In Recognition of Aviation Month – The Story of Robert Balliet

By Jeff Javid, Wisconsin Veterans Museum Archives Assistant

Robert Balliet of Appleton, Wisconsin served with the 776th Squadron, 464th Bomb Group, Fifteenth Air Force, United States Army Air Force in the European theatre during World War II. An employee of Wisconsin Bell Telephone Company, he enlisted in the Army Air Corps in December 1942. Balliet received basic training in Florida, was sent to radio school in Illinois, and finished his training at gunnery school at Tyndall Field (Florida) before teaching radio and being assigned to a squadron in San Antonio (Texas). From a base in southern Italy the Fifteenth, and Balliet’s B-24, would fly missions against munitions plants, aircraft factories, transportation facilities, and oil refineries. They provided bombing support for Allied ground troops in southern Europe. Shot down on May 29, 1944, on his 18th mission, bombing the Wiener Neustadt aircraft factory near Vienna, a wounded Balliet parachuted into Yugoslavia. After a harrowing escape from the damaged plane, Balliet was captured by a Yugoslav who had been a hotel chef in Chicago and had ice fished on Lake Winnebago. Delivered to the Germans he endured solitary confinement, the Stalag, and a forced march conducted to elude the advancing Russians.

In this excerpt from his oral history interview, conducted in 2000, Balliet tells of the last days of the forced march and of liberation from his German captors:

Balliet: I came out of the walk pretty good. I had frostbite and all that kind of stuff. So then we went 680 miles according to northern Germany, we walked. And we got over by Lubeck, Germany, and all of a sudden we were in this little barn—very little, small—the city was just, it wasn’t even a city it was just a little—it wasn’t even a village–and we heard all this commotion. We had a tall guard that was Slim, we called him. Of course we had mean ones, very means ones. They’d sic the dogs after us and bite you and all that stuff because we couldn’t keep up with the march and stuff like that. They just wanted to be mean, that’s all. But Slim was a nice guard, and he could whistle. And so when we were at this barn that one night, the last night, I said, “Slim, ‘Indian Love Call’”. He loved to whistle “Indian Love Call,” and then he’d whistle that, and then finally we heard all this commotion. So I thought, “Well, I can’t open up the—there were just the barn doors. And so I opened up the door, and I could see the tanks going by from—the British tanks were going through, and oh, what a thrill. And so then Slim gave me over there, and he gave me his gun, and he held up [laughs] his hands. He gave up to me, and I had his gun so, but anyway we didn’t know what to do. What the heck are we going to do? Where are we? We don’t know where we are.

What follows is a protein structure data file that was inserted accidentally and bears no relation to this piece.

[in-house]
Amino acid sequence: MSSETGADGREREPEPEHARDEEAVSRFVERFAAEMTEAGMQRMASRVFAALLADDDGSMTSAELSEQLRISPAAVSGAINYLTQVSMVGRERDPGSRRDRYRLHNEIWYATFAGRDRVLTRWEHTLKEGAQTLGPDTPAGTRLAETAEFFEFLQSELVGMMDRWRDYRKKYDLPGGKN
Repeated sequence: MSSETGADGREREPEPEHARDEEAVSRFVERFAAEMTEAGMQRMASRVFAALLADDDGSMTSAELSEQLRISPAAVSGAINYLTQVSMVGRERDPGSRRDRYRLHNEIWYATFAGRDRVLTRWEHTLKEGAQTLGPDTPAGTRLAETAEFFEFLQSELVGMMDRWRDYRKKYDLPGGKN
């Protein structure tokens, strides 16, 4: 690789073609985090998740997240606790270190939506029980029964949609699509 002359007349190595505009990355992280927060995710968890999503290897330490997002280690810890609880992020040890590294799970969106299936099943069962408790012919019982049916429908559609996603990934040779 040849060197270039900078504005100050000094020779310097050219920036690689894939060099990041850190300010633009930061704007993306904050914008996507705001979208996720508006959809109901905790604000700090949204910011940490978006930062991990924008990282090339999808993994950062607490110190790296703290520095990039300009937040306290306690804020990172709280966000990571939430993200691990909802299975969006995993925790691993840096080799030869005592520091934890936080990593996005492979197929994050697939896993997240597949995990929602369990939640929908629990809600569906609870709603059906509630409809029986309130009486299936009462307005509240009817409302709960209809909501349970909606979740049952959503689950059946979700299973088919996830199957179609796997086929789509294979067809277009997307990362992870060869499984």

Interviewer: You’re loose and with no weapons.

Balliet: Yeah, that’s right.

Interviewer: You didn’t know where the hell you were.

Balliet: Oh, hell no. We had no idea. All we did was march; went here, and here and then through the woods. We never marched through a city; we never marched on a highway. We marched always through these heavy woods. In fact we marched late at night when it was snowing and snowing and snowing so damn bad we had nothing but a–we couldn’t even see the guy ahead of us. But anyway, then Slim gave me his gun, and we went out there, and these tanks threw food out to us: D bars and stuff like that. They had the Germans on the run, and they were really moving. Then we didn’t know where to go so we just packed up and went towards Epinal, France.

During the forced march Balliet lost close to fifty pounds due to malnourishment and the strenuous walking. He suffered side effects from frostbite for the remainder of his life. Balliet eventually made his way to Paris and then to Le Harve where he was put on a Liberty Ship and sent home.

After returning from war, Balliet resumed his career at “Ma Bell,” married in 1947 and was a member of multiple veterans and ex-POW organizations. Balliet passed away on November 13, 2012 at the age of 88.

To read the transcript of the entire interview with Robert Balliet from the Wisconsin Veterans Museum Oral History Collection, click here.